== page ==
A controversial Calgary land-use plan would save $11 billion in infrastructure costs, according to an analysis released Friday, but developers say the anti-sprawl plan would make it more expensive to buy a home.

Calgary is predicted to grow by 1.3 million people over the next six decades and almost all of that growth is expected to happen at the edge of the city.

'If you restrict the supply, prices go up. It's an aggressive market intervention we believe doesn't serve well the citizens of Calgary.'—Dennis Little

City officials released a cost analysis Friday of the Plan It Calgary proposal, which would see about half of that growth move to existing inner-city communities, curbing urban sprawl and the number of cars on the road.

The cost of implementing the plan — building infrastructure such as roads, parks, and pipes — would be $23.3 billion, according to the report by IBI Group. But "business as usual" would cost more even more: $34 billion.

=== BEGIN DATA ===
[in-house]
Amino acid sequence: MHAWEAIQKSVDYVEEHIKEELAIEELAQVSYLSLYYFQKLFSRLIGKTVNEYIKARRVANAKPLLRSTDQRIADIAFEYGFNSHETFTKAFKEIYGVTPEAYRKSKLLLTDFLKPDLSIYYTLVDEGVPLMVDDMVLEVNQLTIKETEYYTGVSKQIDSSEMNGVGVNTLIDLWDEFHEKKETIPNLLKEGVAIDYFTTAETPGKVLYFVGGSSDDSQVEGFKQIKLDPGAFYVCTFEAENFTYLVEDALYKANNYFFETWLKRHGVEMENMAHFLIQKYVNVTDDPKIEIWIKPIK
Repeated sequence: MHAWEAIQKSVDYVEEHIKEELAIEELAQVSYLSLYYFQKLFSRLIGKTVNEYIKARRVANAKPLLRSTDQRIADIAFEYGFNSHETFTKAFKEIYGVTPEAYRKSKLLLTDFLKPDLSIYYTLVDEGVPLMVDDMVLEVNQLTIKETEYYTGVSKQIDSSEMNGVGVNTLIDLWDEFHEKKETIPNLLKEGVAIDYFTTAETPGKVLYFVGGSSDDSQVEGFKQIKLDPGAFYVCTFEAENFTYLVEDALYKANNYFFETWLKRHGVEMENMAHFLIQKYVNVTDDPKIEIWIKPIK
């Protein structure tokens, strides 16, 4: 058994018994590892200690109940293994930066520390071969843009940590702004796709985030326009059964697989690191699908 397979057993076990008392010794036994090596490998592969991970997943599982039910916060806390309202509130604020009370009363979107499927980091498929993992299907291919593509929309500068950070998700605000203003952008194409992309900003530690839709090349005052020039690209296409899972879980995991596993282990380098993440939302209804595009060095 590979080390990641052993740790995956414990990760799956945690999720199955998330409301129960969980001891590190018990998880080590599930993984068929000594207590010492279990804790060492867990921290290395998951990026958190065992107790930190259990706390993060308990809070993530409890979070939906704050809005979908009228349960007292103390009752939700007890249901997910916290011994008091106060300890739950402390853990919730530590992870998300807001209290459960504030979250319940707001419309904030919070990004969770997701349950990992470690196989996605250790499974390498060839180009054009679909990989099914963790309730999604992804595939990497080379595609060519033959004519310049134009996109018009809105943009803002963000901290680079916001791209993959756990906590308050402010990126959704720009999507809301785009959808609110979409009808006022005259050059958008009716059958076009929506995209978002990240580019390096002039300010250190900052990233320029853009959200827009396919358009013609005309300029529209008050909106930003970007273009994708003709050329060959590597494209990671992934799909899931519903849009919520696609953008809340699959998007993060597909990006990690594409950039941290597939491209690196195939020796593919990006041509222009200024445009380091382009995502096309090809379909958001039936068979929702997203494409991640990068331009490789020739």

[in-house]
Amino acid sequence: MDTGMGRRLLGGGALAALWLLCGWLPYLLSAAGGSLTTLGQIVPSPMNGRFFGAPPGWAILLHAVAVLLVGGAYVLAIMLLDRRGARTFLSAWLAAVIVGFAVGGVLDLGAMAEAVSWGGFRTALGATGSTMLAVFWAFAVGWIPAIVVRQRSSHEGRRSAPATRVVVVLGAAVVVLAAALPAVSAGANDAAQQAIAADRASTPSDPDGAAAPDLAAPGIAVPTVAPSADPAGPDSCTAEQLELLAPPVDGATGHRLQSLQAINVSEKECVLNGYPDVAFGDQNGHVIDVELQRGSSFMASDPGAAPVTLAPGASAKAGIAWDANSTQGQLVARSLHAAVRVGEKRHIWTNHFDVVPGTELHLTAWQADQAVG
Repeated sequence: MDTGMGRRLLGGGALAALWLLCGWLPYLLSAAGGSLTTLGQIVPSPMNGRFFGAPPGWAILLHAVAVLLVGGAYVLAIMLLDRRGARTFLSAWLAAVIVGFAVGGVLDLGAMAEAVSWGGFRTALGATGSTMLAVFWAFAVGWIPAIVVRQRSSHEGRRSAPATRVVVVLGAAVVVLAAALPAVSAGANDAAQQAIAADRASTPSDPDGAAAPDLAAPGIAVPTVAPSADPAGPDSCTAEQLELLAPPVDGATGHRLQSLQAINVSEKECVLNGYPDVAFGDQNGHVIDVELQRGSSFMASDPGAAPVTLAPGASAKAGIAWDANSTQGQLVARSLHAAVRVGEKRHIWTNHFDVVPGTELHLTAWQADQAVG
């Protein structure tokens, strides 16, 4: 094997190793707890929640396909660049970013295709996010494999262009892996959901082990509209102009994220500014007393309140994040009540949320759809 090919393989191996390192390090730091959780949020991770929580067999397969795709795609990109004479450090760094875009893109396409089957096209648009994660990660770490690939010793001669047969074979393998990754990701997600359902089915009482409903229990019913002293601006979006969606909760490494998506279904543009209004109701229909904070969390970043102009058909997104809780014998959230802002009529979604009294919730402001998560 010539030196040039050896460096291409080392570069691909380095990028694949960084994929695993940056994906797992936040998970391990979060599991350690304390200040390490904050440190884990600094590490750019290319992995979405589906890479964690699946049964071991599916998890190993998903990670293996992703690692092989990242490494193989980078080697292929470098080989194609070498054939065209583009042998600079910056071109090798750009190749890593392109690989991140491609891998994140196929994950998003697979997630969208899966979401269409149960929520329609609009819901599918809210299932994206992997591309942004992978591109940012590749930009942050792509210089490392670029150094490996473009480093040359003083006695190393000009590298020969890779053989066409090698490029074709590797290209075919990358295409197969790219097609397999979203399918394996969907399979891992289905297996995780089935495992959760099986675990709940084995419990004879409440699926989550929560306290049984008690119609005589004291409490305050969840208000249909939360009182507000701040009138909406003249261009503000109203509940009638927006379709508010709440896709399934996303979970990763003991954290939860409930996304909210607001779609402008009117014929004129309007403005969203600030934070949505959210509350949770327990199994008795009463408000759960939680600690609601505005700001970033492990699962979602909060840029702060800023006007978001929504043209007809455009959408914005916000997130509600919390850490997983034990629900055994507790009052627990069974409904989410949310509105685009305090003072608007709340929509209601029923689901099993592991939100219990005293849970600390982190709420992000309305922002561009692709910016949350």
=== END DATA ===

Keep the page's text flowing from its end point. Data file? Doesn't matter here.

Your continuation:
That's because existing infrastructure can be used if sprawl is reduced, said Plan It Calgary spokesman Don Mulligan. The proposal would also involve much less land.

"The difference between these two plans is 250 square kilometres, about four Red Deers in terms of area," he said.

Land developers are not as enthusiastic.

Dennis Little of the Canadian Homebuilders' Association and chairman of the Plan It Calgary Response Committee said developers aren't against higher density, but Calgary doesn't have enough land in the inner city to make the plan work.

"If you restrict the supply, prices go up. It's an aggressive market intervention we believe doesn't serve well the citizens of Calgary," he said.

The public has until April 17 to comment on the Plan It Calgary proposal. City council is expected to vote on the plan in June.